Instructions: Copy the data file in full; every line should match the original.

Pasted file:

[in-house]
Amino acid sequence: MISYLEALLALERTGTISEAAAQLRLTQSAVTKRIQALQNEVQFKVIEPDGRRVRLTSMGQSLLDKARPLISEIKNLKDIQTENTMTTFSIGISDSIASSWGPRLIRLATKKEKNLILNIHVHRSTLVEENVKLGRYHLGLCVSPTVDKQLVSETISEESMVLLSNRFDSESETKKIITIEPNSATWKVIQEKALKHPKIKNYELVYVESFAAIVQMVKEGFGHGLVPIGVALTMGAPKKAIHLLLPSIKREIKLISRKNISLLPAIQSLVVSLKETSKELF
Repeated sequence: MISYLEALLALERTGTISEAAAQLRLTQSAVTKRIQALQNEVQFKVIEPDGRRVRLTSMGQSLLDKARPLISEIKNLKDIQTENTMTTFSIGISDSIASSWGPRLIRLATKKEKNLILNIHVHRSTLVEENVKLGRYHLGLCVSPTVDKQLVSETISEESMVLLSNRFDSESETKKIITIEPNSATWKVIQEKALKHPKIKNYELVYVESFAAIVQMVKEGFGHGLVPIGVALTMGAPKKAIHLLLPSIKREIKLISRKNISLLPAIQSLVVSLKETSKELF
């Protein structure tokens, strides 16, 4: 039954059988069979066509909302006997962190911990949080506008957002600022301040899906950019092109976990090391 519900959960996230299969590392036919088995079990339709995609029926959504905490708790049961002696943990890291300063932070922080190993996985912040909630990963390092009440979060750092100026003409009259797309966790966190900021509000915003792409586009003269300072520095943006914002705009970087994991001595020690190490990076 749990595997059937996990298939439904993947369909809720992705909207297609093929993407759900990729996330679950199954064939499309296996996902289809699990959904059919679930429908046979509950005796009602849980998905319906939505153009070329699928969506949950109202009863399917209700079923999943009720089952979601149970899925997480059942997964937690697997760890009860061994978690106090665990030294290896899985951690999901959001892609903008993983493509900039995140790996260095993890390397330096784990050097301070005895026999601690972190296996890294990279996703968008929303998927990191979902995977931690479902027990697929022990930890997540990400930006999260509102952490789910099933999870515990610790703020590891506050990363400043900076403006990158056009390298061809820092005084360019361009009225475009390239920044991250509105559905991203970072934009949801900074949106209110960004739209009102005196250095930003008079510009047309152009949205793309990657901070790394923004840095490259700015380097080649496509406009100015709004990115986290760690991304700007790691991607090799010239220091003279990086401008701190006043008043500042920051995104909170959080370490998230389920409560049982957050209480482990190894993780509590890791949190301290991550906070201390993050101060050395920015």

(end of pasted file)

[in-house]
Amino acid sequence: MISYLEALLALERTGTISEAAAQLRLTQSAVTKRIQALQNEVQFKVIEPDGRRVRLTSMGQSLLDKARPLISEIKNLKDIQTENTMTTFSIGISDSIASSWGPRLIRLATKKEKNLILNIHVHRSTLVEENVKLGRYHLGLCVSPTVDKQLVSETISEESMVLLSNRFDSESETKKIITIEPNSATWKVIQEKALKHPKIKNYELVYVESFAAIVQMVKEGFGHGLVPIGVALTMGAPKKAIHLLLPSIKREIKLISRKNISLLPAIQSLVVSLKETSKELF
Repeated sequence: MISYLEALLALERTGTISEAAAQLRLTQSAVTKRIQALQNEVQFKVIEPDGRRVRLTSMGQSLLDKARPLISEIKNLKDIQTENTMTTFSIGISDSIASSWGPRLIRLATKKEKNLILNIHVHRSTLVEENVKLGRYHLGLCVSPTVDKQLVSETISEESMVLLSNRFDSESETKKIITIEPNSATWKVIQEKALKHPKIKNYELVYVESFAAIVQMVKEGFGHGLVPIGVALTMGAPKKAIHLLLPSIKREIKLISRKNISLLPAIQSLVVSLKETSKELF
């Protein structure tokens, strides 16, 4: 039954059988069979066509909302006997962190911990949080506008957002600022301040899906950019092109976990090391 519900959960996230299969590392036919088995079990339709995609029926959504905490708790049961002696943990890291300063932070922080190993996985912040909630990963390092009440979060750092100026003409009259797309966790966190900021509000915003792409586009003269300072520095943006914002705009970087994991001595020690190490990076 749990595997059937996990298939439904993947369909809720992705909207297609093929993407759900990729996330679950199954064939499309296996996902289809699990959904059919679930429908046979509950005796009602849980998905319906939505153009070329699928969506949950109202009863399917209700079923999943009720089952979601149970899925997480059942997964937690697997760890009860061994978690106090665990030294290896899985951690999901959001892609903008993983493509900039995140790996260095993890390397330096784990050097301070005895026999601690972190296996890294990279996703968008929303998927990191979902995977931690479902027990697929022990930890997540990400930006999260509102952490789910099933999870515990610790703020590891506050990363400043900076403006990158056009390298061809820092005084360019361009009225475009390239920044991250509105559905991203970072934009949801900074949106209110960004739209009102005196250095930003008079510009047309152009949205793309990657901070790394923004840095490259700015380097080649496509406009100015709004990115986290760690991304700007790691991607090799010239220091003279990086401008701190006043008043500042920051995104909170959080370490998230389920409560049982957050209480482990190894993780509590890791949190301290991550906070201390993050101060050395920015």